My Baptist friend said it best, “Once I asked the Lord to put a hunger for His Word in my heart, that hunger never stopped and I couldn’t get enough of the Bible.” For me, that moment was the night I crawled on my hands and knees in the darkness begging God for forgiveness, begging Him to come to me, carry me, lift me, save me.
Before that night, I had been living a lukewarm faith; I’m sure now that my lukewarmness was the very thing that would have led to a longtime in Purgatory – if I was lucky. I shudder to think about it now and hope others are inspired to leave their lukewarmness behind. It is amazing how the Lord’s timing works. Sometimes we wait years with no clear answers, but other times, we are answered almost instantly.
That night, I knew instantly that the Lord was there, but that it was up to me to maintain the relationship. Years before, our marriage had gone through some rough times, and I had wanted to leave my husband. From what I know, from stories I heard growing up, and from people who’ve made it through the rough times to long, happy marriages, I knew all couples go through rough times and that most have thought of leaving their spouse at one time or another. Those who made it and were happy about having done so were willing to work hard, to put the other person first, and to look long and hard in the mirror.
I had already lost my husband; I didn’t want to lose my God too. I needed to look at my relationship with the Lord. He had allowed me to coast along too long. I needed to stand up and be the woman I was designed to be. I needed to do some serious hard work. I needed to put God first. I needed to look long and hard in the mirror.
I did and wasn’t happy with what I saw, but I still wasn’t willing to fully embrace the Catholic faith. I was ready to fully embrace the Lord, but the Catholic faith was a different story. I continued to bring my boys to Mass on my weekends. They needed the stability. Everything else had turned upside down in their lives. They didn’t need me telling them their faith was wrong too; however, I was not secretive about my search for God and did take them to the non-denominational church one weekend.
I loved that non-denominational mega church (still do). I loved the band. I loved the music. I loved that people brought marked up Bibles. I loved that guided notes were handed out and that we were encouraged to take additional notes as the service progressed. I loved Kids Kingdom. I loved the Bible themed rooms. I loved the murals. I loved that kids loved going there. I loved that the church offered workshops on every topic imaginable from Christian living, to debt reduction, parenting, Bible studies, and more! I loved that it had a women’s group, a men’s group, a kids’ group, a group for those whose family members had chosen homosexuality, and even a dynamic single parents group in addition to countless other groups. There was truly something for everyone and an openness to forming new groups if something had been missed. I loved the diversity. I loved the anonymity. I loved that I could go there and just be.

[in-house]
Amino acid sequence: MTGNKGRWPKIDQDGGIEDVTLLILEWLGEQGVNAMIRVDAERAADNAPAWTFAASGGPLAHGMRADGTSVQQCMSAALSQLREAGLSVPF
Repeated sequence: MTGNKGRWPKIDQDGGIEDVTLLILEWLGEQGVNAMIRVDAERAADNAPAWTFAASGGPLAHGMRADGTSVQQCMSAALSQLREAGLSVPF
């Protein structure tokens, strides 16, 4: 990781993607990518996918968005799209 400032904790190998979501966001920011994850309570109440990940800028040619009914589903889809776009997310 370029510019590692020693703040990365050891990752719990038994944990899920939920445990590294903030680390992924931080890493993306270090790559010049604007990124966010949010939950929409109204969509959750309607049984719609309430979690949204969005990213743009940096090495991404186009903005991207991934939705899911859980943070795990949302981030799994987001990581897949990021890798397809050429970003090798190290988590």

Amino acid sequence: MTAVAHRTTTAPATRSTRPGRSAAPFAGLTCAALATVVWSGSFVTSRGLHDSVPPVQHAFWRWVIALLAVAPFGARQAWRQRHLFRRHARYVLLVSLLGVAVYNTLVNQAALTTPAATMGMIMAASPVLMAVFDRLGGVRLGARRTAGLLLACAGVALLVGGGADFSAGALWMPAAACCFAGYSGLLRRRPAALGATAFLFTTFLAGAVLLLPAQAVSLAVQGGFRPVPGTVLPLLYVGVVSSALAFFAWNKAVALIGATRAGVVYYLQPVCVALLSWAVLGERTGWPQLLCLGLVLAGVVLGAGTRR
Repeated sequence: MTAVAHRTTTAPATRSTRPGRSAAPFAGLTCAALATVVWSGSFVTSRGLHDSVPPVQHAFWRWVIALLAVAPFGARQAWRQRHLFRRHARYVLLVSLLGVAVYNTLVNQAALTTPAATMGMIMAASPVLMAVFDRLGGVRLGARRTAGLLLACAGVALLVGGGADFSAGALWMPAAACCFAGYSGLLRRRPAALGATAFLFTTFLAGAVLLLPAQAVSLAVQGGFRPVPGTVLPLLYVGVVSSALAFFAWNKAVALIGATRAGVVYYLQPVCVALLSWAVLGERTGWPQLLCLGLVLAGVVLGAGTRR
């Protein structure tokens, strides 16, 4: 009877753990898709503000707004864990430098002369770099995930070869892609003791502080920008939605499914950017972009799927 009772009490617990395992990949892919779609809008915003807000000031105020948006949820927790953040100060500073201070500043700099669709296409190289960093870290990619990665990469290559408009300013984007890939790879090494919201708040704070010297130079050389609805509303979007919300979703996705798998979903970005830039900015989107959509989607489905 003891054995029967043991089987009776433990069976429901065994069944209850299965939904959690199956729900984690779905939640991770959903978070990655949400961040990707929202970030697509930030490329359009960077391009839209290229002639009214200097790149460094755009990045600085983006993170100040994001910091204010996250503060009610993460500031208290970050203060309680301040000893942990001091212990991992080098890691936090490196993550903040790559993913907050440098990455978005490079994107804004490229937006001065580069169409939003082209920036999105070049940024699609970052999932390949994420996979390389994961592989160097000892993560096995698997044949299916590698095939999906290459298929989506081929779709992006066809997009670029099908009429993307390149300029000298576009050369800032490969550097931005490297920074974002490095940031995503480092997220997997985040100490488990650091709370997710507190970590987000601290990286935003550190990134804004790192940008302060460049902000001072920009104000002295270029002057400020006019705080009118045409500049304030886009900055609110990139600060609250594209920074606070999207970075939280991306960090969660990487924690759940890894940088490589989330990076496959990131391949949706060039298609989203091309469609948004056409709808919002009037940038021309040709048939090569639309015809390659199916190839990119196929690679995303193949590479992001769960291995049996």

Most of all, I loved the people. I met two particularly amazing friends who continue to inspire me and make me want to be a better person. This young couple and their fast-growing family lives truly for the Lord. The wife is sweet and funny and wonderful, and the husband makes me realize I cannot settle for anyone less than someone who loves the Lord most of all. Nothing else matters.
Second to this young family, I loved the pastor of this church. I loved his message. I loved his delivery. I loved how he related the Bible to today. I love that I learned and grew there. I loved the personal connection. I loved that he led the introductory workshop and stayed long after the workshop was finished to meet participants.
With so much that I love about this church, one might question why I didn’t leave my Catholic faith to become a full-time member. There were two defining moments that made me stay Catholic. Ironically, both occurred in this church.